We showed that QCT is a reliable technique and spine a correct region to follow-up long term changes in BMC, reflecting natural history of osteoporosis in ankylosing spondylitis (Figure 2). Decline in BMC was statistically significant and neither DXA of spine nor femoral neck or Wards revealed a similar trend. In our group, one patient showed an outlying increase in neck and Ward's values (Figure 2). After exclusion of this individual the p value for change in DXA neck measurement did not change (p = 0.80). However we observed a small yet statistically significant (p = 0.02) decrease in DXA measurement of Ward's triangle which represents trabecular bone and is compatible with our QCT findings. This observation strengthens the possible impact of our message, that the measurement of trabecular bone (either QCT or DXA Ward's triangle) should replace integral measurement of cortical and trabecular bone (DXA neck or spine) in assessment of AS patients.

In addition, regression analysis determined that the only one significant predictor of the final BMC was baseline BMC. Lee did not show significant changes in BMC over 15-month period, to date the longest published study with QCT in AS [15]. They followed 14 patients; 7 with sacroiliitis alone (early AS) and 7 with extensive vertebral syndesmophytes (late AS) thus with number and strata resembling our group.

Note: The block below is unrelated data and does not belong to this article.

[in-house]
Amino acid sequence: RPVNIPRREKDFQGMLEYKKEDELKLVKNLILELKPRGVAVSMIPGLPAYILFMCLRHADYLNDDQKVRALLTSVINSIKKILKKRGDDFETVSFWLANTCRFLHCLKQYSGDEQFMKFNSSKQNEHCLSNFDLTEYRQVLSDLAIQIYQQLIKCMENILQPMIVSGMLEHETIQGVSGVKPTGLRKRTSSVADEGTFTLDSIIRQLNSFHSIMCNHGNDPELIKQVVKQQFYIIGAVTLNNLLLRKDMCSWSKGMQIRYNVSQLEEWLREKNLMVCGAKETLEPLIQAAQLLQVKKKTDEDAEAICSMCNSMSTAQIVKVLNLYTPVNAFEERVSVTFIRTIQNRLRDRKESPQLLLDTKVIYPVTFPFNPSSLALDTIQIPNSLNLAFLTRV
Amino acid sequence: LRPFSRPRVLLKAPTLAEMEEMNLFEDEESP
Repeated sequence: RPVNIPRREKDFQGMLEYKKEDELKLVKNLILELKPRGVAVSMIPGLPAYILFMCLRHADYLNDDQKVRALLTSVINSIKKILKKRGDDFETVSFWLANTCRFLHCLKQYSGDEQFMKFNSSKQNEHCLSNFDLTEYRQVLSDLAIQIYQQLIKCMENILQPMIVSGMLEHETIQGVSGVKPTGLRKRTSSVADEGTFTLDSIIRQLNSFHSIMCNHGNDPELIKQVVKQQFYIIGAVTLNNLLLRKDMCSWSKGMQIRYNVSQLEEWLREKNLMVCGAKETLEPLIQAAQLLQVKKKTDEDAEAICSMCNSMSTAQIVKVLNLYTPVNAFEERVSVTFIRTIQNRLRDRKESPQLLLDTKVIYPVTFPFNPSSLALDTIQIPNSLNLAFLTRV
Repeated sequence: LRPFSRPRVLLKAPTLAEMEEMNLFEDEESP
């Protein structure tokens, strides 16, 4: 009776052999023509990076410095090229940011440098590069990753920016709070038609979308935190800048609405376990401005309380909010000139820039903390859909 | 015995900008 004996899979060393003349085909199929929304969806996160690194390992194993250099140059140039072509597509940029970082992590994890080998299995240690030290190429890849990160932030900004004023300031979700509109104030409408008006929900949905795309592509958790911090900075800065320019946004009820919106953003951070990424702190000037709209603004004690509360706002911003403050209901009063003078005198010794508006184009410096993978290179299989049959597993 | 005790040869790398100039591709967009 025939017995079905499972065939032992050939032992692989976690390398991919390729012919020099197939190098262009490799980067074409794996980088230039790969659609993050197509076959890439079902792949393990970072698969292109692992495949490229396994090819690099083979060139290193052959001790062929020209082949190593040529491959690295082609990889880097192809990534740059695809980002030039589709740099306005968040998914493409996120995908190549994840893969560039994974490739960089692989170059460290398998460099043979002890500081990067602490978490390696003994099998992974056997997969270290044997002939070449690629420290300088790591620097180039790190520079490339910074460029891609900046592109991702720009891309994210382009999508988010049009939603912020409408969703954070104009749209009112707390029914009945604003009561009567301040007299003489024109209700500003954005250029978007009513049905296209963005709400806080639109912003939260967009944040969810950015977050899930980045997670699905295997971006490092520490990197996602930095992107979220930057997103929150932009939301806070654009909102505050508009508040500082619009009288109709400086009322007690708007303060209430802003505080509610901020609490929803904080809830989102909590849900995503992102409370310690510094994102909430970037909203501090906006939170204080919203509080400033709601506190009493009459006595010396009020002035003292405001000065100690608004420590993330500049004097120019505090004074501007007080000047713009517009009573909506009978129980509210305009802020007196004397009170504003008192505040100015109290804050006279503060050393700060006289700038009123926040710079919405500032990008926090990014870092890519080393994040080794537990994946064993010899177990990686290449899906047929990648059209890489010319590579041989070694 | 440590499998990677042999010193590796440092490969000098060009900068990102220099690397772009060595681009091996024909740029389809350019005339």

Our results suggest that baseline syndesmophytes score has impact on trabecular bone density as early and advanced groups differ regarding QCT values at baseline and follow-up. Karberg using QCT and DXA reported that greater bone loss is detected more frequently in patients with syndesmophytes [6] and our results confirm this as mean BMC in our advanced group was in osteoporosis range both at baseline and at follow-up. In contrast mean BMC in early group was within osteopenia range, both at baseline and follow-up.

Although early and advanced groups differ in QCT values, the baseline radiological severity had no predictive value for bone loss over 10 years. It thus seems likely that in ankylosing spondylitis bone loss does not parallel new bone formation, contrary to findings by Karberg et al. [6].

Our study has to be considered within context of its limitations. The sample-size is relatively low, which restricted our use of statistical techniques to disentangle the effect of possible confounders. The NSAIDs treatment, both continuous and on demand, may have influenced syndesmophyte growth. It is hard to separate the influence of disease and aging on trabecular bone density as well. However, ours is longest follow-up data available in a highly homogenous group of patients. Despite of the relatively small group, we had > 80% power to detect 20% difference in the BMC from baseline to follow-up, with the 5% significance. On the other hand, we are aware, that due to moderately-sized sample size the results we obtained must be considered with caution.